Cargo Ships Stopping in Djibouti May be Denied Entry
Effective May 30 the Coast Guard will impose certain conditions of entry on all vessels that visited any port in Djibouti (other than the Doraleh Container Terminal or the Doraleh Oil Terminal) in their last five port calls. Any vessel that does not meet these conditions may be denied entry into the U.S.
The Coast Guard is imposing these conditions because it has determined that ports in Djibouti are not maintaining effective anti-terrorism measures and that Djibouti’s designated authority’s oversight, access control, security monitoring, security training programs, and security plans, drills, and exercises are all deficient.
Under the conditions of entry, affected vessels must do the following.
- implement measures per the vessel’s security plan equivalent to security level 2 while in port in Djibouti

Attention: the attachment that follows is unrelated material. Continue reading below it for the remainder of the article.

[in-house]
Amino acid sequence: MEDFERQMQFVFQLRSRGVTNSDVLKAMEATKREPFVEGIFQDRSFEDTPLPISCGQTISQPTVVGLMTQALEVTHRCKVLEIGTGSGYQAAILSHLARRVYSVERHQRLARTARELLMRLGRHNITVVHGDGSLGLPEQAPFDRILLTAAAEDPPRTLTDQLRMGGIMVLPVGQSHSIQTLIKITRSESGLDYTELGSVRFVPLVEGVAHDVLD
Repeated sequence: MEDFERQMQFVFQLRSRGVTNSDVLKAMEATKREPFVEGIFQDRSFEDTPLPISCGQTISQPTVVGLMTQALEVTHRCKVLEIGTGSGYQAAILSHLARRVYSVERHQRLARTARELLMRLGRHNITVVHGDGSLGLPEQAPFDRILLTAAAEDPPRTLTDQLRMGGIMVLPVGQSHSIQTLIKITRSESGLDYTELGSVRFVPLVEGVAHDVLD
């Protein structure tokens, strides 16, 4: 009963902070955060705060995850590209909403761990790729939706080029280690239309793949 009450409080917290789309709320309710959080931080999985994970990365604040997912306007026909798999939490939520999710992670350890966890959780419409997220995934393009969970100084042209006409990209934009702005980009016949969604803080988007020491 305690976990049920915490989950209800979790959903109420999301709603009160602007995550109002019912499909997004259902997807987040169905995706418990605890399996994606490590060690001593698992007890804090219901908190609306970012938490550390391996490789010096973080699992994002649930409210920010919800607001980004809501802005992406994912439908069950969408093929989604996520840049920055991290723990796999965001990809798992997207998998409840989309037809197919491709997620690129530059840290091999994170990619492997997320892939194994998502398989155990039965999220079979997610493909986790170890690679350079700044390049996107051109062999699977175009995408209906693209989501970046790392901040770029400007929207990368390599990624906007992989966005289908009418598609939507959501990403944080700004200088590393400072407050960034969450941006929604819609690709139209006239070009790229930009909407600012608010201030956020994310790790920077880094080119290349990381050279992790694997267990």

- ensure that each access point to the vessel is guarded and that the guards have total visibility of the exterior (both landside and waterside) of the vessel while it is in port in Djibouti
- attempt to execute a declaration of security while in port in Djibouti
- log all security actions in the vessel’s security records
- report actions taken to the cognizant Coast Guard captain of the port prior to arrival into U.S. waters
In addition, based on the findings of the Coast Guard boarding or examination, vessels may be required to ensure that each access point is guarded by armed private security guards who have total visibility of the exterior (both landside and waterside) of the vessel while in U.S. ports.
The current list of countries not maintaining effective anti-terrorism measures in their ports and therefore subject to conditions of entry is as follows: Cambodia, Cameroon, Comoros, Cote d’Ivoire, Djibouti, Equatorial Guinea, the Gambia, Guinea-Bissau, Iran, Iraq, Liberia, Libya, Madagascar, Micronesia, Nauru, Nigeria, Sao Tome and Principe, Seychelles, Syria, Timor-Leste, Venezuela, and Yemen.